New Report Recounts Alaskan Subsistence Hunters' Climate Change-driven Challenges
Climate change challenging subsistence hunters …
Climate change has made life harder in many ways for indigenous peoples of the circumpolar north who depend on fish and wildlife to feed their families. And a new study examines what’s become the biggest difficulty for Alaska’s subsistence hunters: that is, just getting out into the field to get to the food.
“The greatest impact has been on people’s ability to traverse the land and get out into the areas that they hunt and fish,” says Todd Brinkman an assistant professor of wildlife biology with the University of Alaska Fairbanks’ Institute of Arctic Biology. “Most of the effects has been negative, and seem to be challenging people’s ability to harvest those resources they rely on.”
Brinkman is the lead author of the study that examines the problem. The study was published in October in the science journal Climatic Change.
“The way the landscape is changing, it’s just harder to traverse those environments,” he said. “There’s safety issues. There' weather events that are occurring. It seems to be a more unpredictable and unstable environment.”
The study is based on accounts subsistence hunters gave to Brinkman and fellow researchers over the past five years. The hunters recount such difficulties as traversing tundra that’s thawing and squishy due to persistently above-normal temperatures well into the fall hunting season or well before breakup.
That’s what Mark Leary, who lives in the upper Kuskokwim village of Napamiut says he ran into last spring.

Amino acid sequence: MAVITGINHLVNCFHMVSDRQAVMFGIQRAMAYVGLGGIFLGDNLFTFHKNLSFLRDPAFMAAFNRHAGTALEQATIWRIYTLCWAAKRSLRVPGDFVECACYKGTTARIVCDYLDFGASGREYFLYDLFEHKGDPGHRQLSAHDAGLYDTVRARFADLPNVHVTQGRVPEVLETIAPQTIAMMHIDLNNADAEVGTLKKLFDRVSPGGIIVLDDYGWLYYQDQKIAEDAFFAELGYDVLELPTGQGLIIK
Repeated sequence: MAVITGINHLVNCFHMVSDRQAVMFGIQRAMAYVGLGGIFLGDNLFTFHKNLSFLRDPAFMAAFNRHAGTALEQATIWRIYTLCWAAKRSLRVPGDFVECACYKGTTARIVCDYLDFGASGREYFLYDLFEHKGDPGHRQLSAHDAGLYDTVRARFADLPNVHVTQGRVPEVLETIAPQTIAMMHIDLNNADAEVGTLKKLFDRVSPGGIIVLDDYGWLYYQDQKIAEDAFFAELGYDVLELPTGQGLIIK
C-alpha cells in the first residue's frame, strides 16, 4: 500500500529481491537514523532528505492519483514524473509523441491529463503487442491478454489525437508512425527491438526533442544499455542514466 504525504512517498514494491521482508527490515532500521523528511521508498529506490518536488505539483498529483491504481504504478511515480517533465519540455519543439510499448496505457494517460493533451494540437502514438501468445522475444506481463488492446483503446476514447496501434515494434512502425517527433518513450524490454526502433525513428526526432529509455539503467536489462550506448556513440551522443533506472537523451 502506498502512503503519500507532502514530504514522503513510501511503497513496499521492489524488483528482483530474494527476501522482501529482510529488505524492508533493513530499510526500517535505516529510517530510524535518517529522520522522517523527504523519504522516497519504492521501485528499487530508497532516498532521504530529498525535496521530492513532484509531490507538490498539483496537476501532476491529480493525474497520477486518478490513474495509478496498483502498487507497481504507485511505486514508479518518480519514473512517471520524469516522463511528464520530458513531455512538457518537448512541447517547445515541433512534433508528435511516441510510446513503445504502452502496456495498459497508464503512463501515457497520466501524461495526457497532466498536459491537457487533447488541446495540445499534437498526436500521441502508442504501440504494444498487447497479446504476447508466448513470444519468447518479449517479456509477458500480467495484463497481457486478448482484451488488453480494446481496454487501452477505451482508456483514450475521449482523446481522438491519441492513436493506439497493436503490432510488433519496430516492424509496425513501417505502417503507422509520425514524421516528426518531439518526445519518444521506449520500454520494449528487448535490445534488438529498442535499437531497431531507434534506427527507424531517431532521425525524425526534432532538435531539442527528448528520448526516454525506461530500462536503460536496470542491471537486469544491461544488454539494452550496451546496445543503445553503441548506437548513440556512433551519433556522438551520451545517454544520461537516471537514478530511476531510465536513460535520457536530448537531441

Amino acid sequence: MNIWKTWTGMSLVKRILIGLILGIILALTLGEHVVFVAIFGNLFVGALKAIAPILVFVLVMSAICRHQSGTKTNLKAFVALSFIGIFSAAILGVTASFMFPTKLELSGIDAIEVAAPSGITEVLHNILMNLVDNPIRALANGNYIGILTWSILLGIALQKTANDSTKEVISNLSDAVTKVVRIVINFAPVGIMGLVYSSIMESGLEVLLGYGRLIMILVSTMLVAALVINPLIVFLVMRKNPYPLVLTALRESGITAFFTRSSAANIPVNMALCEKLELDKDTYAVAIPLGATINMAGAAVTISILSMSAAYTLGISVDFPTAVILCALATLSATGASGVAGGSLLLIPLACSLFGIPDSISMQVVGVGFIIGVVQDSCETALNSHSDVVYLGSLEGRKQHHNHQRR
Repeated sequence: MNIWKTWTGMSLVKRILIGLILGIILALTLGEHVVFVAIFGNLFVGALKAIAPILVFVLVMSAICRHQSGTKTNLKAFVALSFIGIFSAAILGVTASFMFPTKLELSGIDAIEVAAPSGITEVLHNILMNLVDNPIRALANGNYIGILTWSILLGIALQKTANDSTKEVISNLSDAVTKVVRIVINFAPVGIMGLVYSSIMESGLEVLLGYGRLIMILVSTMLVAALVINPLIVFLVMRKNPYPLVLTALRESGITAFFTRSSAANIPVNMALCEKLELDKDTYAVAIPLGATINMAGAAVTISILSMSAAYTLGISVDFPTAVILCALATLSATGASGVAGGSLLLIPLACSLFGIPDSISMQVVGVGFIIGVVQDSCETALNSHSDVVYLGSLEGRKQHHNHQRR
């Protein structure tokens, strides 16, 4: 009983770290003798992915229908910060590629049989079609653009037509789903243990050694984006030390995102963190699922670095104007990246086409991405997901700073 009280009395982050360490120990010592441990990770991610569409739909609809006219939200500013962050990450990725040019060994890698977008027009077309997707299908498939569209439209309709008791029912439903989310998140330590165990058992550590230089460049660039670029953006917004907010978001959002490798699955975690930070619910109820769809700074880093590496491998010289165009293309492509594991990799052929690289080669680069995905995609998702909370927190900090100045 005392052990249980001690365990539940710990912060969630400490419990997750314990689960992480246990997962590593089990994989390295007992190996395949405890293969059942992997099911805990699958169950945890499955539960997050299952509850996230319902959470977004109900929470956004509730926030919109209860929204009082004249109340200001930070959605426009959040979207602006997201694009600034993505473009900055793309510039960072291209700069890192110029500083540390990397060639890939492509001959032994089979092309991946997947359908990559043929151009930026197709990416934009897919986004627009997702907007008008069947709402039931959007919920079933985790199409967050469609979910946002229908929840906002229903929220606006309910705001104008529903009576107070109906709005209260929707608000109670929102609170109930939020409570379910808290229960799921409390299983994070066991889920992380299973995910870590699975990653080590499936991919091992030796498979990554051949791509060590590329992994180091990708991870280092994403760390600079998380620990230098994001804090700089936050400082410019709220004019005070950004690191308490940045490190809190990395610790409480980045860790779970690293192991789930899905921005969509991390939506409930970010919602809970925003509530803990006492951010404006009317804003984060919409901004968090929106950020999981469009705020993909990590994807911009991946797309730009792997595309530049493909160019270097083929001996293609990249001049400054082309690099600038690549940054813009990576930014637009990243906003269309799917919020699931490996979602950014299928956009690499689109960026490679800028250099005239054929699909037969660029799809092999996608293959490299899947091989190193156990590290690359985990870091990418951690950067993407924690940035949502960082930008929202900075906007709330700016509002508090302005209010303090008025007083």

“The best hunting in my experience for birds has been when they first come, and you could still go by snowmachine,” Leary told KYUK reporter Charles Enoch. “But it’s been so thawed out all over that the birds are more spread out and we can't go by snowmachine.”
Brinkman and fellow researchers recorded the hunters’ accounts in meetings and interviews in four Alaskan communities – two on the coast, two on rivers in the Interior. Brinkman says the study is the first to examine access problems encountered by subsistence hunters in the Interior. He says he’s now working on a follow-on study that’ll be based on accounts by hunters in nine communities along the Yukon River and its drainages.
Next week: Subsistence hunters serving as "citizen scientists" help Brinkman's team by providing detailed observations about climate change-driven changes in their areas that have made hunting, fishing and trapping more difficult.
Editor's note: This story was revised to correct Brinkman's job title – he's an assistant professor of wildlife biology with UAF's Institute of Arctic Biology.